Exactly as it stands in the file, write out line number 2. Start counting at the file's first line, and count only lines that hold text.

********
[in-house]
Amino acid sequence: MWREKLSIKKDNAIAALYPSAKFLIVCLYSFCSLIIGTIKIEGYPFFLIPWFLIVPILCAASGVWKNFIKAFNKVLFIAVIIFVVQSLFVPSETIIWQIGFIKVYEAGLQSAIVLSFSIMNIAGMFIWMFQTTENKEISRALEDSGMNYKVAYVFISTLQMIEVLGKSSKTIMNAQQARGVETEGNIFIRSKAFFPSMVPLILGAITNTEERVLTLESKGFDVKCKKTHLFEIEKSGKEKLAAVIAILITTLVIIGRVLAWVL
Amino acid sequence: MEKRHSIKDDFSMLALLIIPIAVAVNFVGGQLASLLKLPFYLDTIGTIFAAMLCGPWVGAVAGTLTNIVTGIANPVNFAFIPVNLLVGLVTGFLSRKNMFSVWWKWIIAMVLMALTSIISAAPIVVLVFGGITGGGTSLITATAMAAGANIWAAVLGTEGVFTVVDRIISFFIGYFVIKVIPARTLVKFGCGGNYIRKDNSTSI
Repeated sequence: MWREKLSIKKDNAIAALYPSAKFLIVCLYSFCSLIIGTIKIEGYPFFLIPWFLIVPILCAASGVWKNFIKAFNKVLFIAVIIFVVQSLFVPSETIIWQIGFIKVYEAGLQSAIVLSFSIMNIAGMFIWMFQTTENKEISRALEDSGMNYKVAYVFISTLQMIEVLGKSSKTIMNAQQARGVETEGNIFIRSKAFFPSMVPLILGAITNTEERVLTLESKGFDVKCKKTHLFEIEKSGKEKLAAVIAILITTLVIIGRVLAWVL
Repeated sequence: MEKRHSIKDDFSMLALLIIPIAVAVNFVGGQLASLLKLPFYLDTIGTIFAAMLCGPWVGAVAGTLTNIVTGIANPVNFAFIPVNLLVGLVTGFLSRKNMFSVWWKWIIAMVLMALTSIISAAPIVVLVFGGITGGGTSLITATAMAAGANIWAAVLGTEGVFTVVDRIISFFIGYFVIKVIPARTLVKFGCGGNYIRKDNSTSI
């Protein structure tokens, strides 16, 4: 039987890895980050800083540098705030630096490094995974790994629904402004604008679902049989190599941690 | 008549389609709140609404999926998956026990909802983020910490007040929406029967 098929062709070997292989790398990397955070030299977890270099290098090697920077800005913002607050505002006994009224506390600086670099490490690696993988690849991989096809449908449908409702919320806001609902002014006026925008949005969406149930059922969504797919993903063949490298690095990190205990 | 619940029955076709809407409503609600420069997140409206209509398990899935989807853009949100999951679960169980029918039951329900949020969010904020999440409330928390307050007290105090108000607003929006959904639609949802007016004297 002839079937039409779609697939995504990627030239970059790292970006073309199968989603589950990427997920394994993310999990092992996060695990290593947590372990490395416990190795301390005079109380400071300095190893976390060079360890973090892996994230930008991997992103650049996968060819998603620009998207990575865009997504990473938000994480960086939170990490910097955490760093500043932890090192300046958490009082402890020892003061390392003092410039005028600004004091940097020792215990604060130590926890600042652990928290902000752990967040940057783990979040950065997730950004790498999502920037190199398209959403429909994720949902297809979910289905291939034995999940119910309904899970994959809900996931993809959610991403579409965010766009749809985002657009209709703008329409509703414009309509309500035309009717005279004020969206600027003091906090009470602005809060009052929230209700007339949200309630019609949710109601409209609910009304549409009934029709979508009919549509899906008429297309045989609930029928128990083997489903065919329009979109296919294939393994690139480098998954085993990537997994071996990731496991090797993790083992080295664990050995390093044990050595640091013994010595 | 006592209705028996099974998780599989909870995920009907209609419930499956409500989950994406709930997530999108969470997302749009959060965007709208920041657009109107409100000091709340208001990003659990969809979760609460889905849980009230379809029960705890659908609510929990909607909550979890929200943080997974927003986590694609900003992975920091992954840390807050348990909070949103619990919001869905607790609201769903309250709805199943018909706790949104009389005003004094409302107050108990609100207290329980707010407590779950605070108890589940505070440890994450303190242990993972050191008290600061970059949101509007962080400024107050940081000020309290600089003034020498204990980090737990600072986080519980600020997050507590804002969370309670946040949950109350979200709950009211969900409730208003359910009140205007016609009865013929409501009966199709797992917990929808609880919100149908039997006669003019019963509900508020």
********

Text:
Amino acid sequence: MWREKLSIKKDNAIAALYPSAKFLIVCLYSFCSLIIGTIKIEGYPFFLIPWFLIVPILCAASGVWKNFIKAFNKVLFIAVIIFVVQSLFVPSETIIWQIGFIKVYEAGLQSAIVLSFSIMNIAGMFIWMFQTTENKEISRALEDSGMNYKVAYVFISTLQMIEVLGKSSKTIMNAQQARGVETEGNIFIRSKAFFPSMVPLILGAITNTEERVLTLESKGFDVKCKKTHLFEIEKSGKEKLAAVIAILITTLVIIGRVLAWVL